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Junior infielder J.T. Jarrett swings against James Madison on Friday, Feb. 14, 2020 at Doak Field. Jarrett went 0-3 with two strikeouts and one walk as the Wolfpack won the season-opener 4-0.

On March 11, the No. 9 NC State baseball team was finishing up an uninspiring performance against the NC A&T Aggies. After losing two of three against Virginia in the first series of conference play, and losing to UNC-Charlotte at home two nights after, it seemed like more of the same would follow for the Pack, down 7-5 in the bottom of the ninth inning. But with its back against the wall, the Wolfpack salvaged an 8-7 win off of J.T. Jarrett’s timely two-RBI walk-off single. It was just what the doctor ordered for Wolfpack baseball: a potentially season-defining game that could break them out of a slump.

 

And the season ended with a bang. Unfortunately, it ended sooner than everyone had wished.

The afternoon of March 12 was when the NCAA announced the suspension of winter and all remaining fall sports until further notice in order to prevent the spread of COVID-19. That suspension turned into cancellation March 17. While the cancellation of the 2020 NCAA Tournament got most of the headlines, lost in the shuffle was the great season that NC State baseball was on the verge of having.

The win against NC A&T wasn’t deserved, but there was a chance the Pack would wake up from its recent struggles and be on the prowl again. There were more challenging games on the Wolfpack’s schedule, including more tough series in conference play against Duke, Wake Forest, UNC, Florida State, Louisville, Clemson and Georgia Tech, as well a date with UNC-Charlotte, a team it’d lost to in what turned out to be the penultimate game of the season. But with the Pack looking to be on the upswing, there’s a chance it could’ve won a lot of those games and earned more feathers in its cap. It’s hard to tell where the season could’ve gone after four weeks, but it might be safe to say NC State would’ve finished the season still ranked, with a more than decent-sized chance to go far in the NCAA Baseball Tournament. They could have even had a chance to go to the College World Series.

The one silver lining in all this is the seniors on this team won’t have to end their careers so suddenly. Spring sport athletes were given an extra season of eligibility by the NCAA, which is great news for outfielder Lawson McArthur, catcher Brad Debo and left-handed pitcher Kent Klyman. Instead of having to leave on a sour note, they’ll have a chance to finish what they started if they choose to. While the COVID-19 pandemic may have ended the season prematurely, it at least won’t claim the senior years of three key players for the Wolfpack.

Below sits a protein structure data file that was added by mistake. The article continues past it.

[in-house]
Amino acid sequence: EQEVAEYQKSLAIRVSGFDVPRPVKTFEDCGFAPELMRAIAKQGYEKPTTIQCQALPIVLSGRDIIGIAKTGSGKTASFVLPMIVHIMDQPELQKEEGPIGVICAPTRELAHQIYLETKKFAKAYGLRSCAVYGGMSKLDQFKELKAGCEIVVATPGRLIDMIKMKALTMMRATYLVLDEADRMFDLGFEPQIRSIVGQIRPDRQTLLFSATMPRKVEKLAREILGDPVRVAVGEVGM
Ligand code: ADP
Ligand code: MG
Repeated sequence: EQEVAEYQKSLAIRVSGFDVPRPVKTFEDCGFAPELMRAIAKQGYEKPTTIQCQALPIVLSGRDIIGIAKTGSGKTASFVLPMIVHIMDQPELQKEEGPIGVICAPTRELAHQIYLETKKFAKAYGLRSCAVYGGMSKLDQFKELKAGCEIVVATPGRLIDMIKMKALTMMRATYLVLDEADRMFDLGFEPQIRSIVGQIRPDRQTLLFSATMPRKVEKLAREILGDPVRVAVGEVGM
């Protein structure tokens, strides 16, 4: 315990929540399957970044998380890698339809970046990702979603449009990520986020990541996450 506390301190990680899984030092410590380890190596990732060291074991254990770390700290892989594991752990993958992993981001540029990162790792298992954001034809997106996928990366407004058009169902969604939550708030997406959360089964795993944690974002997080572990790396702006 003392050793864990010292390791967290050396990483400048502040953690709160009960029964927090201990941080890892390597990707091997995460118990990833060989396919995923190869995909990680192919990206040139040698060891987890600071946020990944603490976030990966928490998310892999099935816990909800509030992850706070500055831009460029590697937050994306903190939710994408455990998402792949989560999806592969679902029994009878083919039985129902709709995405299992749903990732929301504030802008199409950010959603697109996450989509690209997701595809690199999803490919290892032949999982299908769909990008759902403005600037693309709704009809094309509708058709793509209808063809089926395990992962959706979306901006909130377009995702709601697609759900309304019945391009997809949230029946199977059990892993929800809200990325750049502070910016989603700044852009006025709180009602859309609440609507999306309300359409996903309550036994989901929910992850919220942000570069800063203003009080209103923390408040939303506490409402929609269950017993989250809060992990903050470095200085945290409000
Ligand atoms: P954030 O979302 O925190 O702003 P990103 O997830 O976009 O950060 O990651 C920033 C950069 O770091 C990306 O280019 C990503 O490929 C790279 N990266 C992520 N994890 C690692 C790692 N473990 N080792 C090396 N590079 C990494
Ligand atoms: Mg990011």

If there’s an elephant in the room, it has to be star junior catcher Patrick Bailey and his future with the team. Going into this season, Bailey was touted as one of the top players, as well as catchers, in all of college baseball and was projected to be picked early in the upcoming MLB Draft. In the short time Bailey was on the field, he was as advertised, batting .296, slugging .685 and hitting six home runs (including three grand slams). Even when Bailey wasn’t hitting particularly well, the mystique of Bailey scared pitchers at various times this season, and it led to Bailey getting 17 walks this season, including a walk in that 9th inning rally against NC A&T, boosting his on-base percentage to .466. In that sample size, Patrick Bailey was quite simply one of the most electrifying baseball prospects heading into the draft, but the question remains if it was a large enough sample size for major league scouts to sink their teeth into. Maybe it is; after all, Bailey had phenomenal freshman and sophomore campaigns as well, and that might be enough to get him drafted into the first round and leave the NC State program. But there’s a chance scouts will want to see a little bit more out of Bailey, and the possibility, however slim, remains that he could return to the Wolfpack for one more year. There’s a shroud of mystery surrounding what Patrick Bailey has in mind for his baseball future, but then again, these are confusing times, so maybe it’s only appropriate.

We can speculate on what the seniors might contribute next year, who’ll step up and take up Bailey’s mantle (or if Bailey takes on that role again), how many games the Pack could’ve won, and more, but for 63-year-old head coach Elliott Avent, it’s all the residue from what’s amounted to a lost season.

“For 50 years, not a day has gone by where I haven’t had something to do with baseball,” Avent told Jeff Gravley in an interview with NC State Athletics a few weeks ago. “I like to get out there and chop wood, but I sure would rather be playing baseball.”

A lot of time and energy was spent by Avent making sure the Wolfpack had a chance at breaking through this year, and instead of seeing his hard work come to fruition, he was rewarded with a truncated season. But despite the year being cut short, next year holds even more promise for Avent & Co. With fifth-year seniors in tow and the chance to recruit some more talented freshmen on the team, Avent might just have a better roster next year. Sure Avent will be another year older, but so will his players, and they’ll be that much better heading into 2021. And, of course, fans would rather have the season continue, but when the year is devoid of any sports to speak of, hope is the best thing they can hold onto.